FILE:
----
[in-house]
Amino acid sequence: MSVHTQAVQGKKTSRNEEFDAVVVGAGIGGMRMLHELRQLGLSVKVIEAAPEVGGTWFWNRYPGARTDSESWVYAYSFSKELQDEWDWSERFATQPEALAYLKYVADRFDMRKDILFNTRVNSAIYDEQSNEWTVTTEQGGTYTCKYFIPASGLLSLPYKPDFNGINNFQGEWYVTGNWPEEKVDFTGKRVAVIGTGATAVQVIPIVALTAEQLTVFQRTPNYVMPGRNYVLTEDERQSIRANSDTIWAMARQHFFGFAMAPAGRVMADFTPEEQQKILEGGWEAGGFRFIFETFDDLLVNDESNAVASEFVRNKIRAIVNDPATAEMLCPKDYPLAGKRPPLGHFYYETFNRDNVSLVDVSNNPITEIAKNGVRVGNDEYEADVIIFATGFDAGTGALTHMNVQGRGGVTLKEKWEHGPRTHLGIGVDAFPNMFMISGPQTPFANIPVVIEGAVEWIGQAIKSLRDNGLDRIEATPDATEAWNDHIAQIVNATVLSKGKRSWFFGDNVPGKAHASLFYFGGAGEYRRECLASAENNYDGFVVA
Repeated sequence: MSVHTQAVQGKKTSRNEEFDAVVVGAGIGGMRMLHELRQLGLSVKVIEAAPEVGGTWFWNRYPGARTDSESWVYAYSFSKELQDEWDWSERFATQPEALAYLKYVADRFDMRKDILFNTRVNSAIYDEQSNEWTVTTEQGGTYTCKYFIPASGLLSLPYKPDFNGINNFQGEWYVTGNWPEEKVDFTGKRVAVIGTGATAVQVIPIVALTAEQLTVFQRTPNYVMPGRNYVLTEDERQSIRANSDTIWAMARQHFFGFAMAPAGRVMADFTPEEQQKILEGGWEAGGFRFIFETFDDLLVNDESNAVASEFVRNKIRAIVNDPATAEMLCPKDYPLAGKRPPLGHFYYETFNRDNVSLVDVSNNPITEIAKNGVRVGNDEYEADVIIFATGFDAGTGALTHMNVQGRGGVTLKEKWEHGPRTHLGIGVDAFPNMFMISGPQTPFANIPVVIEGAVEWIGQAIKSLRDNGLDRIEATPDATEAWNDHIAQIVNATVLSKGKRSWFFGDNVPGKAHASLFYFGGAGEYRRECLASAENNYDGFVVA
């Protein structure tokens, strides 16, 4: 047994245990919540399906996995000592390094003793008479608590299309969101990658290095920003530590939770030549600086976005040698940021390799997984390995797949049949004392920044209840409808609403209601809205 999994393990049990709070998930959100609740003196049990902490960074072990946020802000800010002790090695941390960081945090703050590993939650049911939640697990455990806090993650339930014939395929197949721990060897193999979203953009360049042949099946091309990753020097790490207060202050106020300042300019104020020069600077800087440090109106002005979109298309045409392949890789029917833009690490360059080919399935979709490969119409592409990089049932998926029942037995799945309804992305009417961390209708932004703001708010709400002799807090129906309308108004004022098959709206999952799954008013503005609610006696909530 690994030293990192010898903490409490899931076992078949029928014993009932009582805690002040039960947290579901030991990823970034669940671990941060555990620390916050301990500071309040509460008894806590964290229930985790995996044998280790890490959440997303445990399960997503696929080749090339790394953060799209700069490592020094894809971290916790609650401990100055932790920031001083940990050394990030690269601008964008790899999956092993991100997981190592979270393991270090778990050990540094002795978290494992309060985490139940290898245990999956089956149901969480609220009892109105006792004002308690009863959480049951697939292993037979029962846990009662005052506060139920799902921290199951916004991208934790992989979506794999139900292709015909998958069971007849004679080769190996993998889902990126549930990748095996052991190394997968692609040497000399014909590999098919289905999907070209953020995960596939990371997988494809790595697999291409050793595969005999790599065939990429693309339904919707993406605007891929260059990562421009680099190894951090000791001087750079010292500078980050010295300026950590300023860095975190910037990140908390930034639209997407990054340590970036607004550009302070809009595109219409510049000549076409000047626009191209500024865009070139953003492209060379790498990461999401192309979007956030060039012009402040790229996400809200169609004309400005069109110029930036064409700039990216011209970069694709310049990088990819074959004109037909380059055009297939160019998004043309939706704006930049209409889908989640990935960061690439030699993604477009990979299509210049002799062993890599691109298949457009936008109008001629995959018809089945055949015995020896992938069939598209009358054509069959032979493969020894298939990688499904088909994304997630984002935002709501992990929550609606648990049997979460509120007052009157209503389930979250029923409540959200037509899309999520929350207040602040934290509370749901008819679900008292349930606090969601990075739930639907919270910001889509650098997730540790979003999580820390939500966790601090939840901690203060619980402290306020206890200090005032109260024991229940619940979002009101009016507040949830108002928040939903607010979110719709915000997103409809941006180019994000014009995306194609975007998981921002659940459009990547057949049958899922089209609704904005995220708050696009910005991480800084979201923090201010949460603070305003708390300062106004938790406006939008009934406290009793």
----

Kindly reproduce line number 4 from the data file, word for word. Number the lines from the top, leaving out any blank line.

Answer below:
């Protein structure tokens, strides 16, 4: 047994245990919540399906996995000592390094003793008479608590299309969101990658290095920003530590939770030549600086976005040698940021390799997984390995797949049949004392920044209840409808609403209601809205 999994393990049990709070998930959100609740003196049990902490960074072990946020802000800010002790090695941390960081945090703050590993939650049911939640697990455990806090993650339930014939395929197949721990060897193999979203953009360049042949099946091309990753020097790490207060202050106020300042300019104020020069600077800087440090109106002005979109298309045409392949890789029917833009690490360059080919399935979709490969119409592409990089049932998926029942037995799945309804992305009417961390209708932004703001708010709400002799807090129906309308108004004022098959709206999952799954008013503005609610006696909530 690994030293990192010898903490409490899931076992078949029928014993009932009582805690002040039960947290579901030991990823970034669940671990941060555990620390916050301990500071309040509460008894806590964290229930985790995996044998280790890490959440997303445990399960997503696929080749090339790394953060799209700069490592020094894809971290916790609650401990100055932790920031001083940990050394990030690269601008964008790899999956092993991100997981190592979270393991270090778990050990540094002795978290494992309060985490139940290898245990999956089956149901969480609220009892109105006792004002308690009863959480049951697939292993037979029962846990009662005052506060139920799902921290199951916004991208934790992989979506794999139900292709015909998958069971007849004679080769190996993998889902990126549930990748095996052991190394997968692609040497000399014909590999098919289905999907070209953020995960596939990371997988494809790595697999291409050793595969005999790599065939990429693309339904919707993406605007891929260059990562421009680099190894951090000791001087750079010292500078980050010295300026950590300023860095975190910037990140908390930034639209997407990054340590970036607004550009302070809009595109219409510049000549076409000047626009191209500024865009070139953003492209060379790498990461999401192309979007956030060039012009402040790229996400809200169609004309400005069109110029930036064409700039990216011209970069694709310049990088990819074959004109037909380059055009297939160019998004043309939706704006930049209409889908989640990935960061690439030699993604477009990979299509210049002799062993890599691109298949457009936008109008001629995959018809089945055949015995020896992938069939598209009358054509069959032979493969020894298939990688499904088909994304997630984002935002709501992990929550609606648990049997979460509120007052009157209503389930979250029923409540959200037509899309999520929350207040602040934290509370749901008819679900008292349930606090969601990075739930639907919270910001889509650098997730540790979003999580820390939500966790601090939840901690203060619980402290306020206890200090005032109260024991229940619940979002009101009016507040949830108002928040939903607010979110719709915000997103409809941006180019994000014009995306194609975007998981921002659940459009990547057949049958899922089209609704904005995220708050696009910005991480800084979201923090201010949460603070305003708390300062106004938790406006939008009934406290009793």